Detecting strain with a fiber optic cable on the seafloor offshore Mount Etna, Southern Italy

Oceans cover more than 70 percent of the Earth's surface making it difficult and costly to deploy modern seismological instruments here. The rapidly expanding global network of submarine telecom cables offers tremendous possibilities for seismological monitoring using laser light. Recent pioneer studies have demonstrated earthquake detection using lasers in onland and submarine fiber optic cables. However, permanent strain at the seafloor has never before been measured directly as it happens. With this aim, we deployed a dedicated 6-km-long fiber optic strain cable, offshore Catania Sicily, in 2000 m water depth, and connected it to a 29-km long electro-optical cable for science use. We report here that deformation of the cable equivalent to a total elongation of 2.5 cm was observed over a 21-month period (from Oct. 2020 to Jul. 2022). Brillouin laser reflectometry observations over the first 10 months indicate significant strain (+25 to +40 microstrain) at two locations where the cable crosses an active strike-slip fault on the seafloor, with most of the change occurring between 19 and 21 Nov. 2020. The cause of the strain could be fault slip or seabottom currents. During the following 11 months, the strain amplitude increased to +45 to +55 microstrain, affecting a longer portion of the cable up to 500 m to either side of the first fault crossing. A sandbag experiment performed on the distal portion of the cable (3.2–6.0 km) starting Sept. 2021 demonstrates how the fiber optic cable deforms in response to an applied load and how the deformation signal partially dissipates over time due to the elastic properties of the cable. These preliminary results are highly encouraging for the use of BOTDR (Brillouin Optical Time Domain Reflectometry) laser reflectometry as a technique to detect strain at the seafloor in near real time and to monitor the structural health of submarine cables.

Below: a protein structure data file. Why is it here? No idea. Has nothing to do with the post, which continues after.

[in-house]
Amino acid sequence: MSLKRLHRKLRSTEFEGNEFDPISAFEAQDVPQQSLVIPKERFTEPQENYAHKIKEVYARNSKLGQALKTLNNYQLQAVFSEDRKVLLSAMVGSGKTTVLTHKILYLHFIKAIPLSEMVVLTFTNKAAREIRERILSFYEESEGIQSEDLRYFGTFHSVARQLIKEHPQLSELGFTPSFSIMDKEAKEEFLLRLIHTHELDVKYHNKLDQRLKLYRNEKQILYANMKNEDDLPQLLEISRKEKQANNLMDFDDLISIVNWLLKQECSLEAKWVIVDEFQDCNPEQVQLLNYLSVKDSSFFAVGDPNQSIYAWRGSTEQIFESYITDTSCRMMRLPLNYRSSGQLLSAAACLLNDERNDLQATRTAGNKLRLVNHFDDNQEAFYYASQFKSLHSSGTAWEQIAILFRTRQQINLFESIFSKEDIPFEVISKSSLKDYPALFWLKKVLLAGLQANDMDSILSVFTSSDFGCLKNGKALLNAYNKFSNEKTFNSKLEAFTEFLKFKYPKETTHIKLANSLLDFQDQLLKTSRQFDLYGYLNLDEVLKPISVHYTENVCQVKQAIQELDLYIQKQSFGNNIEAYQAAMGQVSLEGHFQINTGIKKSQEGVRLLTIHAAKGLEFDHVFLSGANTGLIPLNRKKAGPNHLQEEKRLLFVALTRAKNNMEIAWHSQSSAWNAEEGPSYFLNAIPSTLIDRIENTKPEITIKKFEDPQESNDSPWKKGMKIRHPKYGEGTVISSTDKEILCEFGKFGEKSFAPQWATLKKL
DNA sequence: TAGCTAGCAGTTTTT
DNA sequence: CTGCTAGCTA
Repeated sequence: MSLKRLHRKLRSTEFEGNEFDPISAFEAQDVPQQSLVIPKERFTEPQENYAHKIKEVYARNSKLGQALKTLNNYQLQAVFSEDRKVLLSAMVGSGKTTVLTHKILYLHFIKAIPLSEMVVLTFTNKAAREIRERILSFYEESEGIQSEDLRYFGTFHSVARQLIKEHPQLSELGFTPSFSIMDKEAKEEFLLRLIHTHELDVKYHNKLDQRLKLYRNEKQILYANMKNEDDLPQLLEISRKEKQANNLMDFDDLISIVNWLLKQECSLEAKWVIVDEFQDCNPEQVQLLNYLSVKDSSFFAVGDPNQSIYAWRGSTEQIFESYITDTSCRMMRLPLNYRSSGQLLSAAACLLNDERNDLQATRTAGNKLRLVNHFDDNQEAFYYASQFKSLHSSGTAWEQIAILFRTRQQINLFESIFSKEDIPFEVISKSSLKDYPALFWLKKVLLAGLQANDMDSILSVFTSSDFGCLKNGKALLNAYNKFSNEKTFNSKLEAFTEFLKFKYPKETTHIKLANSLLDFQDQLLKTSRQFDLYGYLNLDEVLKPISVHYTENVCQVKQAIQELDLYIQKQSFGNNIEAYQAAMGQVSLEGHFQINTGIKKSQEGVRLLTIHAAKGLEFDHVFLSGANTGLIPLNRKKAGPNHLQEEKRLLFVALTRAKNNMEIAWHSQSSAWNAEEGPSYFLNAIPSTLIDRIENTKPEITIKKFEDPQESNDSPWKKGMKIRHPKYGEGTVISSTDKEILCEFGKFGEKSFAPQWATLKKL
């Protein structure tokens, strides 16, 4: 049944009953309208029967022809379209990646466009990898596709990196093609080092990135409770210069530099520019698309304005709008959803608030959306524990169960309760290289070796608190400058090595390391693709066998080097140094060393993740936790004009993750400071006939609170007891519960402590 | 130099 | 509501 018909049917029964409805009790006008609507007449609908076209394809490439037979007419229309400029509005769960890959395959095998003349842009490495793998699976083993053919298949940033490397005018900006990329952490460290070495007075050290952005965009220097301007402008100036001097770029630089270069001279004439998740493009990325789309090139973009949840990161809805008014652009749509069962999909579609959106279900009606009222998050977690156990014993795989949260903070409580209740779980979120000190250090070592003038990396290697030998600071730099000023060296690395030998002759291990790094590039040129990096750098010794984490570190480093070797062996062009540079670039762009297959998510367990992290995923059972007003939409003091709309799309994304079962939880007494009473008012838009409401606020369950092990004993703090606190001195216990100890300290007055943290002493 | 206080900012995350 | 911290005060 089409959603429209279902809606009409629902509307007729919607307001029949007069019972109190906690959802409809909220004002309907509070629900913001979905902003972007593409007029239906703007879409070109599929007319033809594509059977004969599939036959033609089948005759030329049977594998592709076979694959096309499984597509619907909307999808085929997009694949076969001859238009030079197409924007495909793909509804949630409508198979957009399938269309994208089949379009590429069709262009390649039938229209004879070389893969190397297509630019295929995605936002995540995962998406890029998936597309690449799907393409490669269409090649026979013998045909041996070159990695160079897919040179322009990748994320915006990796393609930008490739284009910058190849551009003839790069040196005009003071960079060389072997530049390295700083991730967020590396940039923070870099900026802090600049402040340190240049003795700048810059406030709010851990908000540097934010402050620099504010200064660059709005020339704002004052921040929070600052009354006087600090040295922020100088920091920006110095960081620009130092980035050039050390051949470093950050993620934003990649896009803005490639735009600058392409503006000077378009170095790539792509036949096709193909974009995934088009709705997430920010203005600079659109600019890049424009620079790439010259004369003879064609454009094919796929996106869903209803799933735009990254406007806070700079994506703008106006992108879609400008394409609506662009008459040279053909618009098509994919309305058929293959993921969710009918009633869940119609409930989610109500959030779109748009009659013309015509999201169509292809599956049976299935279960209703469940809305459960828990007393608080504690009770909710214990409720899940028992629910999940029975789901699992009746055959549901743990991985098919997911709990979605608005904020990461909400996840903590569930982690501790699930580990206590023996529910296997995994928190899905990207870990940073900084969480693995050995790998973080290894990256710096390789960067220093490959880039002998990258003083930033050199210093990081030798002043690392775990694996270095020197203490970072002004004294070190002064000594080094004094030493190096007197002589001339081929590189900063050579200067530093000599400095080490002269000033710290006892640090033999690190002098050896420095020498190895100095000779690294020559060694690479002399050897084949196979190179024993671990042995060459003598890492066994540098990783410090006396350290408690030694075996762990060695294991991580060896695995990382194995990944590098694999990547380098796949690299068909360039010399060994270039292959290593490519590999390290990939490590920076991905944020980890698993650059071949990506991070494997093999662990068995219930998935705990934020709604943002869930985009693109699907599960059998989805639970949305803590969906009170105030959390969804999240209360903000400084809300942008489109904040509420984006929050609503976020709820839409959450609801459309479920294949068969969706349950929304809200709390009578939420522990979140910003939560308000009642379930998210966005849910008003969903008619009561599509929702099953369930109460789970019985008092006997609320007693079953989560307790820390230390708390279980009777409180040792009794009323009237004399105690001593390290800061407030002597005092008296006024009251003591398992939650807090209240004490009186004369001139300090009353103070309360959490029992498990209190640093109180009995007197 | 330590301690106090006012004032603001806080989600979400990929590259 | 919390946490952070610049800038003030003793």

monitoring active faults, submarine fiber optic cables, laser reflectometry, strike-slip fault, strain cable, seabottom currents

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Figure S1. Top - the principles of laser reflectometry and the different diffraction peaks (Rayleigh, Brillouin and Raman). Bottom - the principles of laser reflectometry showing how laser light ...
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Figure S2. Top - the plow track after successful burial of the cable at the bottom of a 20 cm deep groove (mini-trench) in the soft mud. Note the small fish at right. Bottom - the plow going over ...
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Figure S3. The BOTDR strain measurements from 28 Aug. 2021 (with respect to the 28 Oct. 2020 baseline) projected onto the track of the 6-km-long fiber optic strain cable, with the micro-bathymetry ...
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Figure S4. Strain evolution through time, for the 6-km-long FOCUS strain cable over 3 days, shown as 36 two-hour intervals, starting on 19 Nov. ...
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Figure S5. Strain evolution through time, for the entire 48-km-long optical path, (including the 29-km-long electro-optical cable and the 19-km-long triple loop of the FOCUS strain cable), over ...
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Figure S6. Three successive BOTDR measurements for the three-fold loop of the FOCUS strain cable, (loose, tight fiber 1 and tight fiber 2) from 7 August 2021 at two-hour intervals...
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Figure S7. Relief map of the Etna region in Eastern Sicily and adjacent Ionian Sea, with seismicity from the INGV catalog (19–21 Nov. 2020) shown as red and yellow triangles, with relief (topography,
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Figure S8. Regional map of the Eastern Sicily/Ionian Sea region with seismicity from the INGV catalog (Jan 2000–Feb. 2023) shown as small red (0-10 km depth), to yellow (20–40 km depth) circles, with
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How to cite
Gutscher Marc-Andre, Quetel Lionel, Murphy Shane, Riccobene Giorgio, Royer Jean-Yves, Barreca Giovanni, Aurnia Salvatore, Klingelhoefer Frauke, Cappelli Giuseppe, Urlaub Morelia, Krastel Sebastian, Gross Felix, Kopp Heidrun (2023). Detecting strain with a fiber optic cable on the seafloor offshore Mount Etna, Southern Italy. Earth And Planetary Science Letters. 616. 118230 (12p.).,

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